Germans Block Offshore Processing as Brutality in North Africa Drives Migrant Surge


A surge in the number of illegal migrants attempting dangerous winter sea crossings to Europe has been driven by the increasing brutality of local authorities and people-smugglers in North Africa, according to reports.

Agence France-Presse reports that a year-on-year rise of 30 to 40 per cent in the number of migrants who have attempted to reach Italy in the first two months of 2017 can be attributed to “nightmarish conditions” in Libya.

“Libya is hell,” a migrant from Guinea-Bissau told AFP. “[The people-smugglers] treat us like goods that can be bought and sold.”

“The [smugglers] would beat us every day and hang us [upside down] with rope,” said another. “It was not easy, every day people are dying. Every day, people die.”

At the same time, a UNICEF report has exposed how Libya, where order has collapsed following a regime change intervention led by Barack Obama, David Cameron, and François Hollande, has become an epicentre of abuse. Women and children are particularly at risk, often from local militia and other loosely defined authorities.

“The increase in arrivals is probably due to living conditions in Libya becoming ever more dangerous,” admitted Flavio Di Giacomo, a spokesman for the International Organization for Migration (IOM).

The claims come as Frontex, the controversial European Border and Coast Guard Agency, complained that NGOs operating in the Mediterranean are acting “like taxis” and “supporting the business of criminal networks and traffickers in Libya”.

Frontex has previously admitted that “all parties involved in [search-and-rescue] operations in the Central Mediterranean unintentionally help criminals achieve their objectives at minimum cost”, including European Union (EU) and national government operations.

Austrian Foreign Minister Sebastian Kurz recently proposed the EU establish safe, offshore processing centres for alleged refugees. This would emulate the package of Australian policies which have completely eliminated the Antipodean migrant-smuggling trade and prevented countless drownings.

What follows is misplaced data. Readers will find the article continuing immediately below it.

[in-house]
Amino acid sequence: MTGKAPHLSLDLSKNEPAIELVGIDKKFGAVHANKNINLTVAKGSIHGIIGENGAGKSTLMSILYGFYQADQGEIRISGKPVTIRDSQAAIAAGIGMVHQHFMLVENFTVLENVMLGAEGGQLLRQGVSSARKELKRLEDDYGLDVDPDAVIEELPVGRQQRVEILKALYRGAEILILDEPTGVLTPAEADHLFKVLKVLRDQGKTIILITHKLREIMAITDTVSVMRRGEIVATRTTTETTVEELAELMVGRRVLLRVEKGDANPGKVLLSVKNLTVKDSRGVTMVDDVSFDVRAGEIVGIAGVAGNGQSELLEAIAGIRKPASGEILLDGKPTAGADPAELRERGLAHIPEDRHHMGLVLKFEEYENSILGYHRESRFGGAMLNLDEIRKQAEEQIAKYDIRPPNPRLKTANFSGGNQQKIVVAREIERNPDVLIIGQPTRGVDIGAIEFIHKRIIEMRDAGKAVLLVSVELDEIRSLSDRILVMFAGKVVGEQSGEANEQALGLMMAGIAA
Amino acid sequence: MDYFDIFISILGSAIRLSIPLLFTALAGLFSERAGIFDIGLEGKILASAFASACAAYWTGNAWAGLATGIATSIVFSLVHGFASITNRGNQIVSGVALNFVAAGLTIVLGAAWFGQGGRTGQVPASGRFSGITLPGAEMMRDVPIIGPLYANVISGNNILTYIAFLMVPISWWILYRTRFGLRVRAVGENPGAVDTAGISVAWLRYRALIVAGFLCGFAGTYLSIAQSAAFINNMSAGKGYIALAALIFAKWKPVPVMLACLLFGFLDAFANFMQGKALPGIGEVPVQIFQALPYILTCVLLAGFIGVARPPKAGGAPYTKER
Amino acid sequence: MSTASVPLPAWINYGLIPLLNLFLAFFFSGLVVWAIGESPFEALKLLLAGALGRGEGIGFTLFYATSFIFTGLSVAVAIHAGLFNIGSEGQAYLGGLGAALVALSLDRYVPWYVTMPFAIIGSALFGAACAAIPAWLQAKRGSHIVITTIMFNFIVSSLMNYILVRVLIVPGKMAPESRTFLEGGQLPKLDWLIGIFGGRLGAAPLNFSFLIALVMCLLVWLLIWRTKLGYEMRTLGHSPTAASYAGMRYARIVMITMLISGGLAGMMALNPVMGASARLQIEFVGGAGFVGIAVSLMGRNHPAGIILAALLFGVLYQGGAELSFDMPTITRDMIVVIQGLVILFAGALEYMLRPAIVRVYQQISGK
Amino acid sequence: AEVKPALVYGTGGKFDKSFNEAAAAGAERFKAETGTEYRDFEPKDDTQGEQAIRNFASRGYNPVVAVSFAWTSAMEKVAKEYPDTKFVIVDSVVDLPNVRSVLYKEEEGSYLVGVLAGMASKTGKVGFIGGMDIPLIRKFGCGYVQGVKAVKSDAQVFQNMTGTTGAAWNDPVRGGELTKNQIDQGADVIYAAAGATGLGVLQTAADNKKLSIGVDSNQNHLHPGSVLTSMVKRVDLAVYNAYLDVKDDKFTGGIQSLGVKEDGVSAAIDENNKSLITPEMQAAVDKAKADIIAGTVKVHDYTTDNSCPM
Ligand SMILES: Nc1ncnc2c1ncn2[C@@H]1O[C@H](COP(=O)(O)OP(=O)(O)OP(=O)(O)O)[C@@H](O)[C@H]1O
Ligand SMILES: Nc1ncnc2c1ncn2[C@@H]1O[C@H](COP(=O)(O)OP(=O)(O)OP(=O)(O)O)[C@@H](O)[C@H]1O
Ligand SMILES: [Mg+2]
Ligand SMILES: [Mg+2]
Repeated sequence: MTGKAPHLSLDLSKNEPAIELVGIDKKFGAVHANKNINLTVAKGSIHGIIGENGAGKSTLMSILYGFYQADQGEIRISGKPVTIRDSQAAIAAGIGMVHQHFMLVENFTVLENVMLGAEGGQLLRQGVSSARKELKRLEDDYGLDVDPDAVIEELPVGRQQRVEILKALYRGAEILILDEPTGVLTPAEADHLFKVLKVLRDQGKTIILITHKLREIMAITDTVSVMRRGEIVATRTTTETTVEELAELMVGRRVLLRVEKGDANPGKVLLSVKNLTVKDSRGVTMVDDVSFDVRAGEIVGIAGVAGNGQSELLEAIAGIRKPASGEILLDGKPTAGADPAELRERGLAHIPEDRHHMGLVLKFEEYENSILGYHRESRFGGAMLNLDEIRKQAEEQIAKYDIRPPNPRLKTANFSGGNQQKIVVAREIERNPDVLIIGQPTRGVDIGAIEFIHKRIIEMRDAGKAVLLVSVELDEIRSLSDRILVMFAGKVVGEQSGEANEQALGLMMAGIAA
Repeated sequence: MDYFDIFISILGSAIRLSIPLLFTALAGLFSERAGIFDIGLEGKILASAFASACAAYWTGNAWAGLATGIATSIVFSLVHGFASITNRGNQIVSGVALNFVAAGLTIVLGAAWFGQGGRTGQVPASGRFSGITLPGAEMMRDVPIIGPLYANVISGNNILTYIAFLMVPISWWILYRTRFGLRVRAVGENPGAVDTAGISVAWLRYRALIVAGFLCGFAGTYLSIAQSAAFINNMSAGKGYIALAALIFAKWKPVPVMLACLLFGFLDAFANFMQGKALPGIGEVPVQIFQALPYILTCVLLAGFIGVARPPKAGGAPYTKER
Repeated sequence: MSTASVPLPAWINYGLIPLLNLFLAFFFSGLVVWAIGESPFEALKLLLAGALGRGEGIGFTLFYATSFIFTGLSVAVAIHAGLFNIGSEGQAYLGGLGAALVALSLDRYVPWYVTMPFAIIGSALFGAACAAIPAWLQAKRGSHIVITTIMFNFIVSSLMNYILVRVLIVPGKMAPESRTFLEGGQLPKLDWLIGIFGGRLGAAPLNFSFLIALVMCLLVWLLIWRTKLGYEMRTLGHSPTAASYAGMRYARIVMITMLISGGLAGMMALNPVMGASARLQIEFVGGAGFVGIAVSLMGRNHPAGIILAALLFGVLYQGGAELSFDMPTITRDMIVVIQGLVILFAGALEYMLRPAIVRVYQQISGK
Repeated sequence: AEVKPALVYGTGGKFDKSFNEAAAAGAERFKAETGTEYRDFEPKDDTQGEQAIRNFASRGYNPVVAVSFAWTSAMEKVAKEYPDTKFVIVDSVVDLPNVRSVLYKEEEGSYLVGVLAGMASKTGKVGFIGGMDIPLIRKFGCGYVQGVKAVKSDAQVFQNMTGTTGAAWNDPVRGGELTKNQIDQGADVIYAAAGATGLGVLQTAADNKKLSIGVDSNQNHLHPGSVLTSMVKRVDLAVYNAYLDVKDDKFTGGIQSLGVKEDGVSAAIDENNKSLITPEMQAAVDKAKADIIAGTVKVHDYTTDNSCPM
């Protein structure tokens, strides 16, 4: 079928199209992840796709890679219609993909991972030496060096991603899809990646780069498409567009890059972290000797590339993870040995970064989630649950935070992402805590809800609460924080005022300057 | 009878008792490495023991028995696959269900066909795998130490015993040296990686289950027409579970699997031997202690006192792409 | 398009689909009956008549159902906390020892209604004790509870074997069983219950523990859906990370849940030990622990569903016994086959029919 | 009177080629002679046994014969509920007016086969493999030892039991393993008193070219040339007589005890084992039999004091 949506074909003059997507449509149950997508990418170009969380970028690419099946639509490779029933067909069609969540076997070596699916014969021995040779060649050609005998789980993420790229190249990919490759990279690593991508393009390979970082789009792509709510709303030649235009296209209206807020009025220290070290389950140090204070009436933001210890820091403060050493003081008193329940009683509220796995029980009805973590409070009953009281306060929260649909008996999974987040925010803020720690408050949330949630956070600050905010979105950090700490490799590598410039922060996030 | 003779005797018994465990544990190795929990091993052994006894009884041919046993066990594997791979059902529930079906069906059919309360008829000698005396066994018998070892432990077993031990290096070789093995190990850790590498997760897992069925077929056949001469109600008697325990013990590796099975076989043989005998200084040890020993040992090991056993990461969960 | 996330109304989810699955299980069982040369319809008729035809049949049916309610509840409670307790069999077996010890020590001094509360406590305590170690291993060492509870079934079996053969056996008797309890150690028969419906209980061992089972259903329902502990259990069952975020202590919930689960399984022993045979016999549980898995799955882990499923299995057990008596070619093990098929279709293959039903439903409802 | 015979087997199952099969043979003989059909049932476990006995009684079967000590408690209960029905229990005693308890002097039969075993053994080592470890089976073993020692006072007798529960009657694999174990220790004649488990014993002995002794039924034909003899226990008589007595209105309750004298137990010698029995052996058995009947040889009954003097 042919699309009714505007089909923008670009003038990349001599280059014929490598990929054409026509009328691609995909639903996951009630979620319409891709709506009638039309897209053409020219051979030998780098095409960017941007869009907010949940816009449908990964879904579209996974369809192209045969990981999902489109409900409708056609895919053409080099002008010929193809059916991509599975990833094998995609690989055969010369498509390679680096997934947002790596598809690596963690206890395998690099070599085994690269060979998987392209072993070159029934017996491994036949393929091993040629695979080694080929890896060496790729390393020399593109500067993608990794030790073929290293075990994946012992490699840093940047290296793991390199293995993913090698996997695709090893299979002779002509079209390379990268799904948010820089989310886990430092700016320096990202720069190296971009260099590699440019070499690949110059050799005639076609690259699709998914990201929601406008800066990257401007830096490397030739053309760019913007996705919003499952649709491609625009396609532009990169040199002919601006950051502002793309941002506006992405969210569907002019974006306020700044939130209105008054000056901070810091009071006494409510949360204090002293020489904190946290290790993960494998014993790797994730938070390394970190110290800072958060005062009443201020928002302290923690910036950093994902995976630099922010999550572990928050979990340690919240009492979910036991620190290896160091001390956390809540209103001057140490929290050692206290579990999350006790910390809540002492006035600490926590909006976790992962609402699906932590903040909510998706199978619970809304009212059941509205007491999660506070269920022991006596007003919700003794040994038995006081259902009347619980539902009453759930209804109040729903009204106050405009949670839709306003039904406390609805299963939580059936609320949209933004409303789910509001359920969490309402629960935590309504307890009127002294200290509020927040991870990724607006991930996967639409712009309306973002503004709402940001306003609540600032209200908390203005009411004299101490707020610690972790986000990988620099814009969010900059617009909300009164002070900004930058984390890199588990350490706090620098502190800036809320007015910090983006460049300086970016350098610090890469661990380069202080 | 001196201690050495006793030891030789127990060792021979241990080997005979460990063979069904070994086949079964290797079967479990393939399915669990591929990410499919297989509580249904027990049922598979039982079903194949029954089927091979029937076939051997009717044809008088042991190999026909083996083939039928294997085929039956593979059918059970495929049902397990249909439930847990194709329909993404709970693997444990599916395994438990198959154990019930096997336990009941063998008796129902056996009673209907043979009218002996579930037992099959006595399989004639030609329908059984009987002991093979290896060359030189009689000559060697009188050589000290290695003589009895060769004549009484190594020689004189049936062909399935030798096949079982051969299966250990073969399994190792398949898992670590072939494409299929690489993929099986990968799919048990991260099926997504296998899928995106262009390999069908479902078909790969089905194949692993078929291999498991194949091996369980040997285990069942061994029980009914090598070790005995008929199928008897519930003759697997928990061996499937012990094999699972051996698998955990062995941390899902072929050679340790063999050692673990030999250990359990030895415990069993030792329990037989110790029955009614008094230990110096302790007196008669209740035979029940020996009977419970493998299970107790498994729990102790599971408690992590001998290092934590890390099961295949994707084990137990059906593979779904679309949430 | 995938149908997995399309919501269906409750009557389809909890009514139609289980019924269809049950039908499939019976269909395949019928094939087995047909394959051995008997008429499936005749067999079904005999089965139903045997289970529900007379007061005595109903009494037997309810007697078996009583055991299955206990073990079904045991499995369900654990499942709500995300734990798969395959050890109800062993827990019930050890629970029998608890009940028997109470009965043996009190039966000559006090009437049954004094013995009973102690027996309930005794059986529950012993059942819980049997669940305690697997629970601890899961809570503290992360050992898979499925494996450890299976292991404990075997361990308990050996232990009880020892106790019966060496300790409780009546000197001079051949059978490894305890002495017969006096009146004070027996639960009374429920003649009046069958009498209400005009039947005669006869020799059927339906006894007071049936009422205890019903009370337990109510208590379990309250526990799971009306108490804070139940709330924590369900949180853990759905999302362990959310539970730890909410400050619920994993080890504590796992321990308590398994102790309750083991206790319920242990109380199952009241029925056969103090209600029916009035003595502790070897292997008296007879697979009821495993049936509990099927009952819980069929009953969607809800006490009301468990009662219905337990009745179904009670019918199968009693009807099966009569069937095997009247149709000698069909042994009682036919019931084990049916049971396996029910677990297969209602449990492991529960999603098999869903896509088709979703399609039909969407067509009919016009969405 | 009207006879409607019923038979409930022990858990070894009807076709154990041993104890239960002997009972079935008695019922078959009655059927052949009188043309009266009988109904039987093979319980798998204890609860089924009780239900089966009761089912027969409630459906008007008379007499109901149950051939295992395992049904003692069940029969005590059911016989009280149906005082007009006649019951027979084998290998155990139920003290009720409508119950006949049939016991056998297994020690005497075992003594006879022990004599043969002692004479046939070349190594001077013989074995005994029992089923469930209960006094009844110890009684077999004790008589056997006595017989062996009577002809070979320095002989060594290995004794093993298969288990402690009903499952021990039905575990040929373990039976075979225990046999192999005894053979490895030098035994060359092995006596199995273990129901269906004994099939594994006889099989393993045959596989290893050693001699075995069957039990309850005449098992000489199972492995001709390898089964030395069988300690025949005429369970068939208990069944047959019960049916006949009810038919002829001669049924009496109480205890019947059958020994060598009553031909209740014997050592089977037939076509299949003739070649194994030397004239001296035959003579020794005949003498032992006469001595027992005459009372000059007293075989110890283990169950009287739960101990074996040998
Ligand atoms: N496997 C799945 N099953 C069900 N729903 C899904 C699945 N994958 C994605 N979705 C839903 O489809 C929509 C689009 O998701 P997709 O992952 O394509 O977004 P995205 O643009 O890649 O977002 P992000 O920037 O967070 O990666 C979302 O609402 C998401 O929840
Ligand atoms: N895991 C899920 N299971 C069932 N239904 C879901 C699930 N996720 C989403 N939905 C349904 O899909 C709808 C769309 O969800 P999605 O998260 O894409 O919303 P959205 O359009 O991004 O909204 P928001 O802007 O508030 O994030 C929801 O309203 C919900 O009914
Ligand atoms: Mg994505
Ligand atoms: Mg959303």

However, German Vice-Chancellor and Foreign Minister Sigmar Gabriel, who had previously argued that Germany alone could take in “something in the order of half a million [migrants] for several years … maybe more”, has shot down the Austrian proposal.

Some British commentators, such as economist Andrew Lilico, have been calling for the establishment of “safe zones” in the Middle East and North Africa for years as an alternative to delivering migrants into the hands of people-smugglers by incentivising increasingly deadly sea crossings.

“If we had somewhere we could tow boats that we found to or take people in safer boats to that was not in the EU, that would be a better solution,” Lilico argued in 2015.

“In other conflict situations, we have often created enclaves or safe zones for refugees, protecting those zones militarily … One could imagine hiring territory from the Lebanon or Tunisia, but occupying a lawless area of Libya and some part of the Syrian coast might be a simpler alternative.”

Lilico suggested that if such enclaves were to “become more permanent that might be no bad thing as they could then [become] testing beds for Paul Romer’s Charter Cities concept.”


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